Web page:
When Day was acting head coach during Urban Meyer’s suspension in 2018, as well as when he took over full-time at the end of the season, we saw a loose head coach that wasn’t scared to mix it up on offense. Over time, it feels like Day sometimes is trying to fit a square peg into a round hole with some of his play calls. There are times when coaches get told they are geniuses and they start to think whatever they do is going to turn to gold. It doesn’t quite work that way. Just look at this year’s game against Northwestern. There was no reason for C.J. Stroud to throw 26 times in what was essentially a hurricane in Evanston.

We saw the same things with Urban Meyer during his coaching career. There is no reason why Meyer shouldn’t have spent at least 15 years coaching Florida. The problem is, Meyer’s expectations were so high and what he demands from his players and assistant coaches can not only wear on them, but it also wore Meyer down as well. Then Meyer takes a year off and comes to Columbus and it felt like he was on the same trajectory. Even though the Zach Smith scandal played a big role in ending his time with the Buckeyes early, nobody was expecting him to coach for another 10 years at the school.

This season will mark the fifth season Day is head coach of Ohio State, and I just don’t see another five years in the cards for him in Columbus. There feels like there is too much pressure on him to win for him to stick around that long. I know head coaches love a challenge, but I don’t think Day can take too much more of people coming up to him in the produce section of Kroger and giving him their input on how he should coach. Day might joke about things like that happening, but you know inside it eats at him since head coaches are perfectionists.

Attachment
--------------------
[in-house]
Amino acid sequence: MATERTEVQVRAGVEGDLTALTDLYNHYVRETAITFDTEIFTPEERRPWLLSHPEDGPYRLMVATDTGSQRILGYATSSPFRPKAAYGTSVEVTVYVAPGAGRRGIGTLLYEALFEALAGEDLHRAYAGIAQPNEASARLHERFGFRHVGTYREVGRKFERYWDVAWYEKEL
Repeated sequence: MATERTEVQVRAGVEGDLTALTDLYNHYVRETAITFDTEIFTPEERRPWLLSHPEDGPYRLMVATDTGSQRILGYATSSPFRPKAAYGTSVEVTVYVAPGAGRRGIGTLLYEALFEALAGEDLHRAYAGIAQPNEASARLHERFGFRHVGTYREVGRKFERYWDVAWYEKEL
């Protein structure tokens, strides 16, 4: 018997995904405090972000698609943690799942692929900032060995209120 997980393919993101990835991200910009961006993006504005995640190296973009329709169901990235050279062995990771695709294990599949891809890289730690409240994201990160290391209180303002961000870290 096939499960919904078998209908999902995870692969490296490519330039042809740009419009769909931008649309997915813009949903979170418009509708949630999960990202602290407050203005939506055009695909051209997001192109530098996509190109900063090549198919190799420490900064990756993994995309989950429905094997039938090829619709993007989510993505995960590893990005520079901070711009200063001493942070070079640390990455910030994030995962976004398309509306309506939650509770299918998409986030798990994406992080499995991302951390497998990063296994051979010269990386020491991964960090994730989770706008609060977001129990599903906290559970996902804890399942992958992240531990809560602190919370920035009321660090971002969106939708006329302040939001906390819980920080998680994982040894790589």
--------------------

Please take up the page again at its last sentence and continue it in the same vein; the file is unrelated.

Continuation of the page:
Maybe Day is different from so many other coaches that have had to make some changes in their coaching style. Who knows, Brian Hartline could be even better at calling plays than we are all hoping he is. If Hartline really takes to his new responsibilities and allows Day to fully embrace a role where he is more CEO than head coach. Even if that happens, how long will it be before other schools are calling Hartline to be their head coach and Day is back in the same spot?

Syndication: Tallahassee Democrat Barbara Perenic/Columbus Dispatch / USA TODAY NETWORK

There’s no question that Day knows how to coach. Just look at what he was able to do against the eventual two-time national champs on New Year’s Eve in Atlanta. What is concerning is to get that type of performance from his team, Day essentially had to lock himself in a bunker and eat game tape for a month. Day can’t revert back to that type of preparation, or else he is going to burn himself out. He has to have some trust in those around him, and we have seen how hard it can be at times for coaches to trust their assistants.

Hopefully, I’m wrong and we see Day in Columbus for another 20 years and the Buckeyes win another five national titles. Unfortunately, I’ve seen how college football can grind up and spit out coaches, especially those that seem like they are at the top of the sport. Even though it’s not quite at the level we see in soccer sometimes with the turnover of coaches, the lifespan isn’t nearly what it used to be.